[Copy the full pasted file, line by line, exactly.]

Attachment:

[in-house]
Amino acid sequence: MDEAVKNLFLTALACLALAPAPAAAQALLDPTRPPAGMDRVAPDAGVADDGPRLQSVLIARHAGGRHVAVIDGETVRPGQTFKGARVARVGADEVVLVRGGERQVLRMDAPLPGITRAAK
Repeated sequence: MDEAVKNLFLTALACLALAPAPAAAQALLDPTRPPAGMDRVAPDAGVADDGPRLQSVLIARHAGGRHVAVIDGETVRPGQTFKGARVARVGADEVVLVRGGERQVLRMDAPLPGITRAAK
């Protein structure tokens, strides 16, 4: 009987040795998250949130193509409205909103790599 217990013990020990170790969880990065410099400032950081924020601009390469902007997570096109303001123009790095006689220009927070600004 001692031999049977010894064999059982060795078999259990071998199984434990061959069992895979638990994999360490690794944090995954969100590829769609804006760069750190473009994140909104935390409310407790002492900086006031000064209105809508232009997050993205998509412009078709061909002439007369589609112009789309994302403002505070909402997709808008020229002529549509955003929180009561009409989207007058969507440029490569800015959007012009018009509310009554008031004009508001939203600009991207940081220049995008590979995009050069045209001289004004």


[in-house]
Amino acid sequence: MDEAVKNLFLTALACLALAPAPAAAQALLDPTRPPAGMDRVAPDAGVADDGPRLQSVLIARHAGGRHVAVIDGETVRPGQTFKGARVARVGADEVVLVRGGERQVLRMDAPLPGITRAAK
Repeated sequence: MDEAVKNLFLTALACLALAPAPAAAQALLDPTRPPAGMDRVAPDAGVADDGPRLQSVLIARHAGGRHVAVIDGETVRPGQTFKGARVARVGADEVVLVRGGERQVLRMDAPLPGITRAAK
């Protein structure tokens, strides 16, 4: 009987040795998250949130193509409205909103790599 217990013990020990170790969880990065410099400032950081924020601009390469902007997570096109303001123009790095006689220009927070600004 001692031999049977010894064999059982060795078999259990071998199984434990061959069992895979638990994999360490690794944090995954969100590829769609804006760069750190473009994140909104935390409310407790002492900086006031000064209105809508232009997050993205998509412009078709061909002439007369589609112009789309994302403002505070909402997709808008020229002529549509955003929180009561009409989207007058969507440029490569800015959007012009018009509310009554008031004009508001939203600009991207940081220049995008590979995009050069045209001289004004």